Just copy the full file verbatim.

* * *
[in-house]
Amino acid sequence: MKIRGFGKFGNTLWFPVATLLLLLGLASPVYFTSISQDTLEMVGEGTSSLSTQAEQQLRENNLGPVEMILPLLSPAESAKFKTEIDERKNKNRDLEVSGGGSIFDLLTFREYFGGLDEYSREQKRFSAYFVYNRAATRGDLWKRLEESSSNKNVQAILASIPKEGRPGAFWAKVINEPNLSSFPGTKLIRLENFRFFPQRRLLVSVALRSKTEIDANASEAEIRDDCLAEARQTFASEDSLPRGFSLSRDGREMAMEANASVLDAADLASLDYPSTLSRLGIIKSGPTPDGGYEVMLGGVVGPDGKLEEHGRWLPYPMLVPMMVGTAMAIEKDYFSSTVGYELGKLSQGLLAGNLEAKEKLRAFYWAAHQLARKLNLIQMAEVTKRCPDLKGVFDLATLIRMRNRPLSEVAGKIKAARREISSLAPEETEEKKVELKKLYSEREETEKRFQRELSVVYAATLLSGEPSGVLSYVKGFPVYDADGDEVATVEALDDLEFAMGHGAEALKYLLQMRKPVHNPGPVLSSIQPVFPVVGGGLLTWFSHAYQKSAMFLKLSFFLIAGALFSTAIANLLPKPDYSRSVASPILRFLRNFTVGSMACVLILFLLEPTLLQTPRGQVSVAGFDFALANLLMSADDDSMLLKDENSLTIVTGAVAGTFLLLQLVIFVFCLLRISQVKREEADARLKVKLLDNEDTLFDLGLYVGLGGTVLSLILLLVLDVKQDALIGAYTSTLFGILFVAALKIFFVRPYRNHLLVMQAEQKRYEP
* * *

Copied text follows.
[in-house]
Amino acid sequence: MKIRGFGKFGNTLWFPVATLLLLLGLASPVYFTSISQDTLEMVGEGTSSLSTQAEQQLRENNLGPVEMILPLLSPAESAKFKTEIDERKNKNRDLEVSGGGSIFDLLTFREYFGGLDEYSREQKRFSAYFVYNRAATRGDLWKRLEESSSNKNVQAILASIPKEGRPGAFWAKVINEPNLSSFPGTKLIRLENFRFFPQRRLLVSVALRSKTEIDANASEAEIRDDCLAEARQTFASEDSLPRGFSLSRDGREMAMEANASVLDAADLASLDYPSTLSRLGIIKSGPTPDGGYEVMLGGVVGPDGKLEEHGRWLPYPMLVPMMVGTAMAIEKDYFSSTVGYELGKLSQGLLAGNLEAKEKLRAFYWAAHQLARKLNLIQMAEVTKRCPDLKGVFDLATLIRMRNRPLSEVAGKIKAARREISSLAPEETEEKKVELKKLYSEREETEKRFQRELSVVYAATLLSGEPSGVLSYVKGFPVYDADGDEVATVEALDDLEFAMGHGAEALKYLLQMRKPVHNPGPVLSSIQPVFPVVGGGLLTWFSHAYQKSAMFLKLSFFLIAGALFSTAIANLLPKPDYSRSVASPILRFLRNFTVGSMACVLILFLLEPTLLQTPRGQVSVAGFDFALANLLMSADDDSMLLKDENSLTIVTGAVAGTFLLLQLVIFVFCLLRISQVKREEADARLKVKLLDNEDTLFDLGLYVGLGGTVLSLILLLVLDVKQDALIGAYTSTLFGILFVAALKIFFVRPYRNHLLVMQAEQKRYEP